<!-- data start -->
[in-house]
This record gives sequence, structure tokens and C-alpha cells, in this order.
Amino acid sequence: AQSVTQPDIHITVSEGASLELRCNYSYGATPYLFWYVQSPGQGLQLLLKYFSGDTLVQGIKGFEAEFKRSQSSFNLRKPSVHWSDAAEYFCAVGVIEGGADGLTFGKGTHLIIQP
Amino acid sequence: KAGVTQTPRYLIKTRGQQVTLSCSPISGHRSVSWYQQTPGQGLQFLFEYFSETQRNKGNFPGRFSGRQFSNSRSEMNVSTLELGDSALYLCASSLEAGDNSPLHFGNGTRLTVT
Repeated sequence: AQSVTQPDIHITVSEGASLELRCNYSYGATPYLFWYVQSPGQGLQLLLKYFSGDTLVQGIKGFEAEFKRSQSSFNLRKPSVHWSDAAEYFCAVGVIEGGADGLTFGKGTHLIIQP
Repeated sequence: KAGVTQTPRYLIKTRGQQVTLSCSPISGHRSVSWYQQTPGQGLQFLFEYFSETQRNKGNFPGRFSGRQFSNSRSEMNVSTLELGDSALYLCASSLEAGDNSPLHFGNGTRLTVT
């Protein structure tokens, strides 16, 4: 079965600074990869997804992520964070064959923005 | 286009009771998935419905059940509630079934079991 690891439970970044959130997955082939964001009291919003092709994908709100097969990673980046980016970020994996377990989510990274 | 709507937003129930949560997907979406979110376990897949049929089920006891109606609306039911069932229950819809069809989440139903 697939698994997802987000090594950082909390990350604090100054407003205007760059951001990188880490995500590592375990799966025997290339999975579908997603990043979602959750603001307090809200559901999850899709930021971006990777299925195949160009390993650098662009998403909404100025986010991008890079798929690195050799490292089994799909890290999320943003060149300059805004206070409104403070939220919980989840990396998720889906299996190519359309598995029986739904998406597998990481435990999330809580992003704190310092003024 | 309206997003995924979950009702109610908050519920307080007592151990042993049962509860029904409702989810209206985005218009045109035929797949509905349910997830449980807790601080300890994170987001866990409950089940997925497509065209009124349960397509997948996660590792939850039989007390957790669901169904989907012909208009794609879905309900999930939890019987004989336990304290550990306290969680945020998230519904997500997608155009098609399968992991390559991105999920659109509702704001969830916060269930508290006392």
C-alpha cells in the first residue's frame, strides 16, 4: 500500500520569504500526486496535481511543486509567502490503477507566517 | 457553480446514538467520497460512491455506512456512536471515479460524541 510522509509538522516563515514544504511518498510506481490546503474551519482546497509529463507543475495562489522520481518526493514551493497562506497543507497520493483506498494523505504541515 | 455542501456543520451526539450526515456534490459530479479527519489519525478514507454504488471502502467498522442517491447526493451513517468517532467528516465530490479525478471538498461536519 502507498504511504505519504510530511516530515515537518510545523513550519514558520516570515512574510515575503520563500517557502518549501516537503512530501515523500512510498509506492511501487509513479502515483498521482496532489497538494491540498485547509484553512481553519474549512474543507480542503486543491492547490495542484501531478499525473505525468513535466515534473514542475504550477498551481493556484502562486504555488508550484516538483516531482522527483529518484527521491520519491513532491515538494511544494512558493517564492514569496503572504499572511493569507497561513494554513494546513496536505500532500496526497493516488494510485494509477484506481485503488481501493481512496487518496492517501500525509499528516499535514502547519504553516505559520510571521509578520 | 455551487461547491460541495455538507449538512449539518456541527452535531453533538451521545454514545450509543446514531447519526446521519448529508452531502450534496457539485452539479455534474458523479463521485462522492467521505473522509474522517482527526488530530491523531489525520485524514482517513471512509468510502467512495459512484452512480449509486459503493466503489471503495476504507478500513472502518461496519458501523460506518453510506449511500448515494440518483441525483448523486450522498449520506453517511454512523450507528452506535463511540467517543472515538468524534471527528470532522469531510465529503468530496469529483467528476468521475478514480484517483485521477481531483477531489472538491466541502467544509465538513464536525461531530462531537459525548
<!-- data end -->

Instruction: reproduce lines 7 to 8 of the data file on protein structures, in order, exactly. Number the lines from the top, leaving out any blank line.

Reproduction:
């Protein structure tokens, strides 16, 4: 079965600074990869997804992520964070064959923005 | 286009009771998935419905059940509630079934079991 690891439970970044959130997955082939964001009291919003092709994908709100097969990673980046980016970020994996377990989510990274 | 709507937003129930949560997907979406979110376990897949049929089920006891109606609306039911069932229950819809069809989440139903 697939698994997802987000090594950082909390990350604090100054407003205007760059951001990188880490995500590592375990799966025997290339999975579908997603990043979602959750603001307090809200559901999850899709930021971006990777299925195949160009390993650098662009998403909404100025986010991008890079798929690195050799490292089994799909890290999320943003060149300059805004206070409104403070939220919980989840990396998720889906299996190519359309598995029986739904998406597998990481435990999330809580992003704190310092003024 | 309206997003995924979950009702109610908050519920307080007592151990042993049962509860029904409702989810209206985005218009045109035929797949509905349910997830449980807790601080300890994170987001866990409950089940997925497509065209009124349960397509997948996660590792939850039989007390957790669901169904989907012909208009794609879905309900999930939890019987004989336990304290550990306290969680945020998230519904997500997608155009098609399968992991390559991105999920659109509702704001969830916060269930508290006392």
C-alpha cells in the first residue's frame, strides 16, 4: 500500500520569504500526486496535481511543486509567502490503477507566517 | 457553480446514538467520497460512491455506512456512536471515479460524541 510522509509538522516563515514544504511518498510506481490546503474551519482546497509529463507543475495562489522520481518526493514551493497562506497543507497520493483506498494523505504541515 | 455542501456543520451526539450526515456534490459530479479527519489519525478514507454504488471502502467498522442517491447526493451513517468517532467528516465530490479525478471538498461536519 502507498504511504505519504510530511516530515515537518510545523513550519514558520516570515512574510515575503520563500517557502518549501516537503512530501515523500512510498509506492511501487509513479502515483498521482496532489497538494491540498485547509484553512481553519474549512474543507480542503486543491492547490495542484501531478499525473505525468513535466515534473514542475504550477498551481493556484502562486504555488508550484516538483516531482522527483529518484527521491520519491513532491515538494511544494512558493517564492514569496503572504499572511493569507497561513494554513494546513496536505500532500496526497493516488494510485494509477484506481485503488481501493481512496487518496492517501500525509499528516499535514502547519504553516505559520510571521509578520 | 455551487461547491460541495455538507449538512449539518456541527452535531453533538451521545454514545450509543446514531447519526446521519448529508452531502450534496457539485452539479455534474458523479463521485462522492467521505473522509474522517482527526488530530491523531489525520485524514482517513471512509468510502467512495459512484452512480449509486459503493466503489471503495476504507478500513472502518461496519458501523460506518453510506449511500448515494440518483441525483448523486450522498449520506453517511454512523450507528452506535463511540467517543472515538468524534471527528470532522469531510465529503468530496469529483467528476468521475478514480484517483485521477481531483477531489472538491466541502467544509465538513464536525461531530462531537459525548